Despite the start of the sequester, stocks registered small gains to kick off the month of March, as the S&P 500 (SNPINDEX:^GSPC) and the narrower, price-weighted Dow Jones Industrial Average (DJINDICES:^DJI) added 0.23% and 0.25%, respectively. After recovering from Monday's sharp sell-off, the S&P 500 advanced by just 0.17% on the week.
The VIX Index (VOLATILITYINDICES:^VIX), Wall Street's fear gauge, fell just 1%, to close at 15.36. (The VIX is calculated from S&P 500 option prices and reflects investor expectations for stock market volatility over the coming thirty days.)
Just do it!
"Uncertainty" has been a dominant narrative in boardrooms and trading floors ever since the collapse of Lehman Brothers. Last year, in the run-up to the fiscal cliff, the CEOs of multiple blue-chip companies cited uncertainty as an obstacle to corporate planning. Surely, these captains of industry are simply demonstrating the type of prudence befitting their position. Bunkum! says Berkshire Hathaway's (NYSE:BRK-B) inimitable Warren Buffett, in his latest letter to shareholders (and to the broader community of businesspeople and investors -- his letters are widely read), which was released today:
There was a lot of hand-wringing last year among CEOs who cried "uncertainty" when faced with capital allocation decisions (despite many of their businesses having enjoyed record levels of both earnings and cash). At Berkshire, we didn't share their fears, instead spending a record $9.8 billion on plant and equipment in 2012, about 88% of it in the United States. That's 19% more than we spent in 2011, our previous high. Charlie and I love investing large sums in worthwhile projects, whatever the pundits are saying. We instead heed the words from Gary Allan's new country song, "Every Storm Runs Out of Rain."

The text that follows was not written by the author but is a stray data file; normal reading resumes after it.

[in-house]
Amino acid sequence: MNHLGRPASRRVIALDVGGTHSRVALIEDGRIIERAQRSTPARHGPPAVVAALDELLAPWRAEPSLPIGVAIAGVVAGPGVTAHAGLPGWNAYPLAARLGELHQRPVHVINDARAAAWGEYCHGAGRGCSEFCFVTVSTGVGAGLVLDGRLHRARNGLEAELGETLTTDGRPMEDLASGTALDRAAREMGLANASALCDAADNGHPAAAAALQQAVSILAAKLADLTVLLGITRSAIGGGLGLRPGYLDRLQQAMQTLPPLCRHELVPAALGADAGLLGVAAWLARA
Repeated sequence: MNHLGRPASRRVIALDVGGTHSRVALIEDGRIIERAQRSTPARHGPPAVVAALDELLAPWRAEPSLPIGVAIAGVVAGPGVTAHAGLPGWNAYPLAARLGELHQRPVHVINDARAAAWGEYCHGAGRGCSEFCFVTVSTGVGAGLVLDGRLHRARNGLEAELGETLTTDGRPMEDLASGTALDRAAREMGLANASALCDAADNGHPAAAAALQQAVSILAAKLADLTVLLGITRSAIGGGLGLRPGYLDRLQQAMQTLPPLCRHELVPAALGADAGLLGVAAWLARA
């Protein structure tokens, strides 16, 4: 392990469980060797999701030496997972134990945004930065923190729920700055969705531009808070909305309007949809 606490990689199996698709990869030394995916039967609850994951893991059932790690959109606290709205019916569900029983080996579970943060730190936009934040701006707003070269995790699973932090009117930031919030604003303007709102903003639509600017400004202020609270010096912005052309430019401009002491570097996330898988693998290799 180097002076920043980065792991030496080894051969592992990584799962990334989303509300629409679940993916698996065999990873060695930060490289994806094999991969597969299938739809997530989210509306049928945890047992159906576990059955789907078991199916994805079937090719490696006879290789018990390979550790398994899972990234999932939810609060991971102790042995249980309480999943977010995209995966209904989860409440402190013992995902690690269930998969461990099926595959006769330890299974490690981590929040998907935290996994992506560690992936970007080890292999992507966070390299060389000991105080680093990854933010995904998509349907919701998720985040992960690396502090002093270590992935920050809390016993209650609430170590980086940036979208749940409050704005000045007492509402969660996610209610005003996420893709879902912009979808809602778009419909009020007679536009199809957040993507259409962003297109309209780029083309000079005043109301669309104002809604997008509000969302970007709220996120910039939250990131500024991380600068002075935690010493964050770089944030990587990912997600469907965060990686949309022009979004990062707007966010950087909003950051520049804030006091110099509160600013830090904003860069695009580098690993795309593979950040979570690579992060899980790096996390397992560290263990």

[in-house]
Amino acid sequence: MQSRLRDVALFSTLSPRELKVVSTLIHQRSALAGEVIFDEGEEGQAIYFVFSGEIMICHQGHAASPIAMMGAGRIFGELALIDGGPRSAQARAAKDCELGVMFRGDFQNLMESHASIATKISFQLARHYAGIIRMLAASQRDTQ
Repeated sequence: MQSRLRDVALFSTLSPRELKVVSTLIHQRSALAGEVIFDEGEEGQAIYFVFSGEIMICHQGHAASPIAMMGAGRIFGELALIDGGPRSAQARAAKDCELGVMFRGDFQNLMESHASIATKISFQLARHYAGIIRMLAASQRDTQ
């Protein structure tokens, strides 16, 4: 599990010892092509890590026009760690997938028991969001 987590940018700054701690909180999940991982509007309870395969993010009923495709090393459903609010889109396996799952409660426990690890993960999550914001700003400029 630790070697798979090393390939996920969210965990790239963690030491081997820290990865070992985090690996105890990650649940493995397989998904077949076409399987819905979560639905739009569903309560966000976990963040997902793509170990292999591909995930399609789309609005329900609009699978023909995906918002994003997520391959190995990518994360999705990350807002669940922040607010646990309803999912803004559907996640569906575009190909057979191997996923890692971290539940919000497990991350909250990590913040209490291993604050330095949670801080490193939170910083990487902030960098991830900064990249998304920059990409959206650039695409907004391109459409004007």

A thought for my fellow CEOs: Of course, the immediate future is uncertain; America has faced the unknown since 1776. It's just that sometimes people focus on the myriad of uncertainties that always exist while at other times they ignore them (usually because the recent past has been uneventful).
The argument is equally valid for individual investors buying stocks as it is for CEOs deciding whether or not to pursue investment projects, as the following two paragraphs illustrate:
American business will do fine over time. And stocks will do well just as certainly, since their fate is tied to business performance. Periodic setbacks will occur, yes, but investors and managers are in a game that is heavily stacked in their favor. (The Dow Jones Industrials advanced from 66 to 11,497 in the 20th Century, a staggering 17,320% increase that materialized despite four costly wars, a Great Depression and many recessions. And don't forget that shareholders received substantial dividends throughout the century as well.)
Since the basic game is so favorable, Charlie and I believe it's a terrible mistake to try to dance in and out of it based upon the turn of tarot cards, the predictions of "experts," or the ebb and flow of business activity. The risks of being out of the game are huge compared to the risks of being in it.
Uncertainty is no obstacle to earning adequate returns; in fact, turning the argument on its head demonstrates why it's nonsense: Without any uncertainty, no one could demand a premium to invest -- all assets would be priced to deliver (and would deliver) the same returns as a Treasury bond. Whether you are a corporate chieftain or an individual investor, you must accept volatility over the short-term, remain mindful of current valuations, and invest regularly over an equity-appropriate time horizon. To quote Mr. Buffett, "it's simple, but it's not easy."
Fool contributor Alex Dumortier, CFA has no position in any stocks mentioned; you can follow him on LinkedIn. The Motley Fool recommends Berkshire Hathaway. The Motley Fool owns shares of Berkshire Hathaway. Try any of our Foolish newsletter services free for 30 days. We Fools may not all hold the same opinions, but we all believe that considering a diverse range of insights makes us better investors. The Motley Fool has a disclosure policy.
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